October 25, 2019
KEEP HALLOWEEN SAFETY TOP OF MIND
ThedaCare Provide Explains How to Have a Fun, Safe Halloween
MENASHA, Wis. – Halloween is nearly upon us and wherever you live, kids will be out in droves yelling “Trick-or-Treat” and collecting their bags of goodies. While trick-or-treating should be fun and filled with lasting memories, at times, it can be dangerous.
According to the National Safety Council:
- Children are more than twice as likely to be hit by a car and killed on Halloween than on any other day of the year.
- In 2017, October ranked second in motor vehicle deaths by month, with 3,700. July saw the greatest number, with 3,830 deaths.
To reduce the chances of tragedy on Halloween, Shannon Sullivan, MD, a family medicine physician with ThedaCare Physicians-Menasha, said safety needs should be put first, not only in regards to driving, but all aspects of the day.
“Plan costumes that are bright and reflective,” she said. “You can consider adding reflective tape to costumes or trick or treat bags for better visibility so drivers can see pedestrians. Make sure costumes are flame resistant. And, children should wear well-fitting costumes and masks to avoid blocked vision, trips and falls.”
In some cases, it might be smart to avoid masks entirely. Instead use face paint, if that would fit the rest of the costume. That would keep their vision, including their peripheral vision, free to see what’s happening around them. If any costumes have props that go with them, like swords, wands, etc., make sure they have rubber or soft-pointed ends so as not to hurt someone else or be hurt themselves.
Dr. Sullivan also recommended putting your child’s name in their costume, along with the parent or guardian’s name, address and contact number. This is especially important if you are not accompanying your children.
Caregivers should also remind children that they should carefully look both ways before crossing the street. They should use crosswalks, intersections and traffic signals to safely get across streets and, once across, use sidewalks whenever they are present. Finally, tell them to stay on well-lit streets and to stay off their phones while trick-or-treating.
“Drivers have a responsibility also to make sure kids stay safe,” said Dr. Sullivan. “They should be extra careful during trick-or-treating hours, usually late afternoon and early evening.”
In addition to slowing down and staying off their phones, they should be especially vigilant in residential neighborhoods. Halloween causes children to be excited and they may dart out from in between cars in their anxiousness to cross the street. Slow down and take extra time to watch for kids, especially at intersections and on curbs, and while you’re backing up or entering driveways. Drivers are also advised to turn on their headlights earlier than normal, so kids can see them coming, and drivers can see kids from a greater distance. Know what time your community holds trick-or-treating hours and be extra alert to the danger of children crossing streets during those hours.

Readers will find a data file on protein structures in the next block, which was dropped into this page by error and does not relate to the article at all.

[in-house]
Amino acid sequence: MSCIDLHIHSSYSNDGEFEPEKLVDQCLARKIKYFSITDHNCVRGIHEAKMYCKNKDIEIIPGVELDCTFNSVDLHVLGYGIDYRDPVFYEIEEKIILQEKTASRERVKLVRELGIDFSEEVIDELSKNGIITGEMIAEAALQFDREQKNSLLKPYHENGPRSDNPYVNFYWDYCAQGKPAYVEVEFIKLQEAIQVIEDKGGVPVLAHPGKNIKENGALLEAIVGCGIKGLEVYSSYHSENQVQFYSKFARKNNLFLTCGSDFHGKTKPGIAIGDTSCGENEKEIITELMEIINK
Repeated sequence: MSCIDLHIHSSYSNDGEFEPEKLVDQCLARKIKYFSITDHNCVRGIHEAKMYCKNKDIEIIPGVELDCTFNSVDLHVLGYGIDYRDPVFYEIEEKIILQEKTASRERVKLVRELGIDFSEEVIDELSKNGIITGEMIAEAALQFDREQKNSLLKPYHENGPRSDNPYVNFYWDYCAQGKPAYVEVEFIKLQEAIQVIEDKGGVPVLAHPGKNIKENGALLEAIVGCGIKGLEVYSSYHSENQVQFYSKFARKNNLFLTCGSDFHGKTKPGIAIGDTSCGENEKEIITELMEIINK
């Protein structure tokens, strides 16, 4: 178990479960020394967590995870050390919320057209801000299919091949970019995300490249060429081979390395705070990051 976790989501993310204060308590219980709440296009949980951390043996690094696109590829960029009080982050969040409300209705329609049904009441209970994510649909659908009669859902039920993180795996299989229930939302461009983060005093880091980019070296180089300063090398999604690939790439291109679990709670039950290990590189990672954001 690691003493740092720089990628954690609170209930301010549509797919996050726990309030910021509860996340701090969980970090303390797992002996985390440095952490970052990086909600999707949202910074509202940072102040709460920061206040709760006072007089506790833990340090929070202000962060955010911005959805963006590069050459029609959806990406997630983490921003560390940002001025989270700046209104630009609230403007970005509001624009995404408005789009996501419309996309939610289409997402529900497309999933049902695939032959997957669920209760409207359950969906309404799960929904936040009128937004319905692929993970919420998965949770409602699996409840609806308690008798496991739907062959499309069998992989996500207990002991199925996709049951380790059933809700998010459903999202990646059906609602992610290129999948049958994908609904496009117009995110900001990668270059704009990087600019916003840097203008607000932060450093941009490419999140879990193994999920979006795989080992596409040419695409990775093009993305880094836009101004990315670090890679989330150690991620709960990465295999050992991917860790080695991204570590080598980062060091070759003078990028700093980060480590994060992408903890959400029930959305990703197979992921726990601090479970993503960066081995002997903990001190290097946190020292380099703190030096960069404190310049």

When going from house-to-house, children should walk, not run.
“A parent or responsible adult should always accompany young children, especially those under the age of 12,” she said. “Have flashlights for children and their escorts. And stay in groups. Only go to homes with a porch light on and never enter a home or car for a treat. Remind children to never accept rides from strangers.”
As far as the goodies your kids will be collecting, it’s important to explain to them, no matter how old they are, NOT to eat anything before bringing it home and having it checked over by a parent or other adult.
“Parents should examine all treats for choking hazards or possible allergies to ingredients,” Dr. Sullivan said. “Eat only factory wrapped treats. Do not eat candy that is not properly wrapped or seems to have been tampered with. Avoid homemade treats from strangers. Throw out anything that seems questionable. While we know it is difficult, try to limit the amount of treats your children eat.”
Following these simple, yet important rules can help make it a safe and happy holiday for all the little ghosts, ghouls and goblins — the adult ones, too!
For more than 110 years, ThedaCare® has been committed to improving the health of the communities it serves in Northeast and Central Wisconsin. The organization delivers care to a community of more than 600,000 residents in 14 counties and employs more than 7,000 healthcare professionals. ThedaCare has 180 locations including seven hospitals located in Appleton, Neenah, Berlin, New London, Shawano, Waupaca and Wild Rose. ThedaCare is the first in Wisconsin to be a Mayo Clinic Care Network Member, giving our specialists the ability to consult with Mayo Clinic experts on a patient’s care. ThedaCare is a not-for-profit healthcare organization with a level II trauma center, comprehensive cancer treatment, stroke and cardiac programs as well as a foundation dedicated to community service.
Media should call Cassandra Wallace, Public Relations Specialist at 920.442.0328 or the ThedaCare Regional Medical Center-Neenah switchboard at 920.729.3100 and ask for the marketing person on call.